Spending a weekend in Hull – the thing that really struck me was all of the Art! You just stumble on it walking down the streets! I had no idea that Hull was such a lovely and lively place with some amazing buildings. We stayed in the old part of town – and really loved the atmosphere.
On a sunny Sunday in May, Hull Old Town felt like a traffic free zone, there were no signs saying cars were not allowed to come down the streets, but very few seemed to. The history of Hull is all around in the cobbled lanes and grand civic buildings, one of the most impressive being the Guildhall with the amazing statue of Britannia on it roof.
The narrow river fronted houses look like they have been transplanted from Holland. This seafaring history gives Hull an architectural style all of its own.
The medieval footprint of the city is still apparent, filled with Edwardian sea captains’ houses, classic old pubs and well designed recent modern developments.
Hulls “Kings Town” or Kingston Upon Hull, Hull’s full name, played an important part in British seafaring history. It was the town where the English Civil War started and the birthplace of anti slavery campaigner William Wilberforce. Built between two rivers, the tiny Hull and the two-mile wide Humber, Hull was once dominated by it’s fishing fleets and suffered with the collapse of the fishing industry. Today it feels like a city on the up.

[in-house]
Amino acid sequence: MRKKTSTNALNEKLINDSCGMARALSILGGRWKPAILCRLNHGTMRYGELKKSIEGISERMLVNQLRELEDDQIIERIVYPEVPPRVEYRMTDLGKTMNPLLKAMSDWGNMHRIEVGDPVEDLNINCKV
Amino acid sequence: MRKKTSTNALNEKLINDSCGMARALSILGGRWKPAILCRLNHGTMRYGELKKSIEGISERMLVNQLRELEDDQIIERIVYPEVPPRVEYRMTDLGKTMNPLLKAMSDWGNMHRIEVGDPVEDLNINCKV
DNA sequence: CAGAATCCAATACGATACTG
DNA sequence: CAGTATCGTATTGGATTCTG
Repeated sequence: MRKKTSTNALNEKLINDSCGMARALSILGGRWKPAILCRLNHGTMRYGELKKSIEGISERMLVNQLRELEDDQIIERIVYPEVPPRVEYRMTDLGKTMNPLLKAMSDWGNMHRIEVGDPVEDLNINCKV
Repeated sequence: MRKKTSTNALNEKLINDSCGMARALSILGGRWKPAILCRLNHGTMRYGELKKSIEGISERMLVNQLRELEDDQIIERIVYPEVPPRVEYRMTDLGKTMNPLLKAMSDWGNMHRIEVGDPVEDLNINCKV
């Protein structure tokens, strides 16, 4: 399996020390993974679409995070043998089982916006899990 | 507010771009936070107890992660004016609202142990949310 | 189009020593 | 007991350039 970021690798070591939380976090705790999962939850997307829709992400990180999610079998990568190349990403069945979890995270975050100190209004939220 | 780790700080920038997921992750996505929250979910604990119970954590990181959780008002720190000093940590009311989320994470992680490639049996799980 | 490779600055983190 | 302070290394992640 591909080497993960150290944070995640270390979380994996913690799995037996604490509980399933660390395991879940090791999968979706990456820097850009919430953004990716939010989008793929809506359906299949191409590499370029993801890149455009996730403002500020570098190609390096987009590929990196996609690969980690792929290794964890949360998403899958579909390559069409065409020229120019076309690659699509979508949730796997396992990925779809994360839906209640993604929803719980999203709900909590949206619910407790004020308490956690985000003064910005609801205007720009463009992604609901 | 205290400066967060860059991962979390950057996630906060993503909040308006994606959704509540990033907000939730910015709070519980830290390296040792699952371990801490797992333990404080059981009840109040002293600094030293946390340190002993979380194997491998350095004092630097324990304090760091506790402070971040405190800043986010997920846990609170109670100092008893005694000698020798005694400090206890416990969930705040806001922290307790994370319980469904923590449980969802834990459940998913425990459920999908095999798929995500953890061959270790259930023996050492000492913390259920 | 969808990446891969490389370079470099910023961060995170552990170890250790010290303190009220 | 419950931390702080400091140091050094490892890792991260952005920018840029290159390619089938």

We stayed at Hull Trinity Backpackers in the old part of town – and really loved the atmosphere. I knew that Hull was the City of Culture in 2017, but was really surpised by how much the city had embraced this. The start of our unofficial artfest was spotting a few murals, one of which we heard was a fake ‘Banksy’, but fake or not – an excellent piece.
I then grew fascinated by finding the little fish that are in many of the pavements, some in silver and some in black. I later found out this was a Fish Trail you could follow around the old town revealing the city’s history as you go.
You really can’t walk down the street without seeing something fascinating. I loved the murals and the ‘one off’s’ that many pubs had hosted including the ‘Freedom’ piece on Wilberforce Street and the painted stain glass window on the Seaman’s Mission.
Freedom artwork on Wilberforce street
The water feature outside Holy Trinity Church was quite mesmerising on a very beautiful day. We did not go inside the church, so that is a treat for the next visit.
You can of course visit the wonderful art gallery, I particularly loved the pictures of the ‘Blue People’ and reading the individual stories of this who took part, but mostly I liked wandering and just spotting random pieces and looking at the varied architecture.
The Maritime museum is also well worth a visit with its grand staircase and we were lucky enough to be there for exhibition of Frank Hurley’s photographs of the Shackleton Antarctic exhibition, which was just fascinating.
Woke up on Sunday morning (not too early) to hear a local church playing Pet Shop Boys covers on their bells – not something you hear every day!
I will definitely re-visit Hull Trinity Backpackers as I now want to do the Hull Fish Trail with the kids! Not to mention all the good memories of cafes on waterside terraces.